Friday, April 16, 2010
My mother breastfed all four of her children and my sister in law was breastfeeding her first child so I never thought about doing any different. My husband was fully supportive even though he had no experience of breastfeeding in his family. My pregnancy went very smoothly, other than a lot of heartburn. I could have bought share in the antacid companies by the end of the nine months!! Funnily enough when my son was born he didn’t have any hair, so the old wives tale didn’t hold true in my case. The birth went well but he got a bit distressed towards the end and gave us all a shock by not breathing or crying when he came out. Doctors rushed into the room and whisked him off. It was all very emotional but he came through ok. He had so spend 24 hours in intensive care in an incubator. I was able to sit with him and help change his nappy, in the incubator which was a surreal experience. He did not have his first feed until her was 24 hours old. The nurses in intensive care were very helpful and sat with me while I got him latched on. I felt all fingers and arms. Who would have thought it would be so difficult to hold a baby in your arms in the correct position but it was. He was then released to Special Care and the nurses there were great also. They would call me when he was hungry and would sit with me while I fed him. I soon was getting the hang of feeding from the right hand side but the left was a different matter. The nurses showed me some other ways of holding him and that helped. His blood sugars were low and they were worried about him on the third day and he could not be discharged. I fed him often and kept him wrapped up and by the fourth day he was allowed come home. The hospital provided a family room for me to stay on that last night as I had completed the 3 days allocated for the hospital stay.
The journey home was surreal. I felt every stone on the road and was never so nervous of my husband’s driving in all my life! My Mum and Dad came up to help us when we got home. My son fed often at the beginning so it was great having the help around as they could bring me water and food as I seemed to sit all day on the couch feeding him at the beginning. I used to joke that I would feed him, change his nappy, he would pee while I was changing so I would have to then change all his clothes and then it would be feeding time again! We were both getting used to the feeding and it started to get easier but it did take time and work for us both to learn what to do. I was anxious about feeding in front of my in laws as they had no experience of breastfeeding but they were great and didn’t bat an eyelid.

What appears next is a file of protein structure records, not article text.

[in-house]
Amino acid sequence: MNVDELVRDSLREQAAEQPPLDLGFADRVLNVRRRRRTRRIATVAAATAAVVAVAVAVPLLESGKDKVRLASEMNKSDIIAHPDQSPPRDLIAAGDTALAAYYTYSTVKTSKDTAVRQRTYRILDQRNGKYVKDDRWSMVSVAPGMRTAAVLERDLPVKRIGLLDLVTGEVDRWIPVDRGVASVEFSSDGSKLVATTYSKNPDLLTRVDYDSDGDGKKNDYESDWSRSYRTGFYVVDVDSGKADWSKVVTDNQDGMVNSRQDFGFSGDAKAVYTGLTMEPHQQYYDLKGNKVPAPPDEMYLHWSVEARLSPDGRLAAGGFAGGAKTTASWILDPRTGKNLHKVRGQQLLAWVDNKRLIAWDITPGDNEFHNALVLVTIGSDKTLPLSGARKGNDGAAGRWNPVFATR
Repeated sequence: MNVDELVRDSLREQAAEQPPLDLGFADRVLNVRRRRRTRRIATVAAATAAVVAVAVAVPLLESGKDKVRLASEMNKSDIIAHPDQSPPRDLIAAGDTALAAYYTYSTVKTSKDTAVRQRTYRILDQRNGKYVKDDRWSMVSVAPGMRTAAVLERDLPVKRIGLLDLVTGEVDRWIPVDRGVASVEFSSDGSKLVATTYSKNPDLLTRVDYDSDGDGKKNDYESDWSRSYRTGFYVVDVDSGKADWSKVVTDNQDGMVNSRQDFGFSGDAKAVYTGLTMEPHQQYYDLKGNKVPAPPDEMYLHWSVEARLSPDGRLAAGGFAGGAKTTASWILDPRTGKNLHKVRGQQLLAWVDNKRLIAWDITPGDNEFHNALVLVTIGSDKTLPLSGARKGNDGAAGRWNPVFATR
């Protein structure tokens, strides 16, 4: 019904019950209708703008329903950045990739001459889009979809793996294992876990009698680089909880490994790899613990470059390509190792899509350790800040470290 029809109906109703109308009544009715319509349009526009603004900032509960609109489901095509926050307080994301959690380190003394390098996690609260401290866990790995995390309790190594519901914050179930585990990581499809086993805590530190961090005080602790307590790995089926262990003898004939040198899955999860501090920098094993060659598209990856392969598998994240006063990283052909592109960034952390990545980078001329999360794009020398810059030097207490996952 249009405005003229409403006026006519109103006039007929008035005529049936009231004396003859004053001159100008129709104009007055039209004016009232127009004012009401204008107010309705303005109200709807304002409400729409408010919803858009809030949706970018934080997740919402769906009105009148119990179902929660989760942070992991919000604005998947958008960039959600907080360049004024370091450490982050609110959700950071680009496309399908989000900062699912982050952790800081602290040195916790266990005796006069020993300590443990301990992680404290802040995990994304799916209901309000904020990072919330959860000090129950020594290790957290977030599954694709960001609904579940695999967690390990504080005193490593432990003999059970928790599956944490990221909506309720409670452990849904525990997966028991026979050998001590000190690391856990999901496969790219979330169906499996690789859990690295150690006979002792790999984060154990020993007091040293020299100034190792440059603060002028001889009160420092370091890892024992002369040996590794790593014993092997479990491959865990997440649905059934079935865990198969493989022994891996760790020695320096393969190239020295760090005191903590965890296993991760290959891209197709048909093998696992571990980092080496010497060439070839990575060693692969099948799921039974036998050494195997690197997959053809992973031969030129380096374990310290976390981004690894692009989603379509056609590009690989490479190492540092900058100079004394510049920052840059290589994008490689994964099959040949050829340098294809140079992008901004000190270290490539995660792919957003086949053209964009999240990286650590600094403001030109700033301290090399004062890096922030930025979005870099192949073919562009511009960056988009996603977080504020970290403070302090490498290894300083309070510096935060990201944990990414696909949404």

One morning I woke with a really sore breast. I took out the Womanly Art of Breastfeeding, my bible at the time, and from the description it seemed like I had a blocked duct. They recommended rest, heat and frequent nursing. Just then the door bell rang and I went down to find the postman on the door with a parcel. I took it back to bed and it was a present from two of my cousins of a breastfeeding box. Included were two bean cousins that could be heated in the microwave and fitted inside your bra – talk about perfect timing. We stayed in bed for the day and nursed frequently and applied heat. By the next day it was starting to clear up.
I got great support from my family, the local health nurses and La Leche League. It is great to talk to other mothers who have the same experience as you and it can really help you with hints and tips. The public health nurses in Knocklyon ran a mother and baby group each Monday morning and I met many other local Mums and we all helped each other through those first months. Things got much easier, the feeds began to space out and the sleep got longer. At the time I thought that would never happen but it did.
I went back to work when my son was 11 months old. I continued to breastfed him until then. When he went to crèche he would breastfeed in the morning and evening and happily eat the meals in the crèche and drink from his cup. He did pick up a few bugs in the crèche but I can really see how the breastfeeding has helped his immune system. He got a stomach bug and was vomiting for 4 days but all the time I could still nurse him, which provided him with comfort and he was absorbing some of the nutrients before he would vomit again.
He is now 18 months and I still breastfeed him, mainly in the morning and evening. It is a lovely way to reconnect with him when I get home from a long tiring day at work. My family has a gene that is passed through the females that makes us very prone to breast and ovarian cancer. My mother suffered an ovarian cancer but never breast cancer, she puts that down to the protection that breastfeeding all of us gave her. So for my health, as well as for my sons, it was very important that I breastfeed and I continue to do so.
Posted on 04/16 at 12:44 PM